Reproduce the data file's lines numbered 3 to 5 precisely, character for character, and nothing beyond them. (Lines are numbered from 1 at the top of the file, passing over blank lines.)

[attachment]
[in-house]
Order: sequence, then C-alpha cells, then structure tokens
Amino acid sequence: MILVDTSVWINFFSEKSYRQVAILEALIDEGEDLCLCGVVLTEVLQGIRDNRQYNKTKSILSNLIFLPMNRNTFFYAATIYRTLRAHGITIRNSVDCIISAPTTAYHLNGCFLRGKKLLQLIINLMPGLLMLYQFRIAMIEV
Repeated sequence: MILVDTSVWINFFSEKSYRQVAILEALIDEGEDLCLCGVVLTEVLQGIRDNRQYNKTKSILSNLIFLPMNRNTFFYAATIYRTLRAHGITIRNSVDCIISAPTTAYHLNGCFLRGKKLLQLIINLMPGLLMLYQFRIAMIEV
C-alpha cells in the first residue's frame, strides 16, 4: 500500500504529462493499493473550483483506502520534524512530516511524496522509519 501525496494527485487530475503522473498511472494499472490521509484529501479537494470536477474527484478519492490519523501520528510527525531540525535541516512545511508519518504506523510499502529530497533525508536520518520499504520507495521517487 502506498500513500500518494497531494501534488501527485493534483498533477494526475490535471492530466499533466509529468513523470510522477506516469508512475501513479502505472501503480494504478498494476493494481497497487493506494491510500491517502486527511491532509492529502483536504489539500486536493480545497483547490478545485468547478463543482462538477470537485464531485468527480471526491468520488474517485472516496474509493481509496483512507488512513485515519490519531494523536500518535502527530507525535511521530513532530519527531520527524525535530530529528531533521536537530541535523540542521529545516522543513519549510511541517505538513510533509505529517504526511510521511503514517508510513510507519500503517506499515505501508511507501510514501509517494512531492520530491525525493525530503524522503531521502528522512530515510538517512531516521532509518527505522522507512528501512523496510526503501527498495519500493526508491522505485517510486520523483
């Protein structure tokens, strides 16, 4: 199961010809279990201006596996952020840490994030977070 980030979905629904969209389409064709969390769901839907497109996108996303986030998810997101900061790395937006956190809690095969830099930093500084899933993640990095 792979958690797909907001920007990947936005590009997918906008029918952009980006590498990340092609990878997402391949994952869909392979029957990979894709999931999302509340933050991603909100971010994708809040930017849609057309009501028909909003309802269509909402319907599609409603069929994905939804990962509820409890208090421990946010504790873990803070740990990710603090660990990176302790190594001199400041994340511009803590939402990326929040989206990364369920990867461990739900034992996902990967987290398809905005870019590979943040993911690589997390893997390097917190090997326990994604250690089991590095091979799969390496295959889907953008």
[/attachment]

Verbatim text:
Amino acid sequence: MILVDTSVWINFFSEKSYRQVAILEALIDEGEDLCLCGVVLTEVLQGIRDNRQYNKTKSILSNLIFLPMNRNTFFYAATIYRTLRAHGITIRNSVDCIISAPTTAYHLNGCFLRGKKLLQLIINLMPGLLMLYQFRIAMIEV
Repeated sequence: MILVDTSVWINFFSEKSYRQVAILEALIDEGEDLCLCGVVLTEVLQGIRDNRQYNKTKSILSNLIFLPMNRNTFFYAATIYRTLRAHGITIRNSVDCIISAPTTAYHLNGCFLRGKKLLQLIINLMPGLLMLYQFRIAMIEV
C-alpha cells in the first residue's frame, strides 16, 4: 500500500504529462493499493473550483483506502520534524512530516511524496522509519 501525496494527485487530475503522473498511472494499472490521509484529501479537494470536477474527484478519492490519523501520528510527525531540525535541516512545511508519518504506523510499502529530497533525508536520518520499504520507495521517487 502506498500513500500518494497531494501534488501527485493534483498533477494526475490535471492530466499533466509529468513523470510522477506516469508512475501513479502505472501503480494504478498494476493494481497497487493506494491510500491517502486527511491532509492529502483536504489539500486536493480545497483547490478545485468547478463543482462538477470537485464531485468527480471526491468520488474517485472516496474509493481509496483512507488512513485515519490519531494523536500518535502527530507525535511521530513532530519527531520527524525535530530529528531533521536537530541535523540542521529545516522543513519549510511541517505538513510533509505529517504526511510521511503514517508510513510507519500503517506499515505501508511507501510514501509517494512531492520530491525525493525530503524522503531521502528522512530515510538517512531516521532509518527505522522507512528501512523496510526503501527498495519500493526508491522505485517510486520523483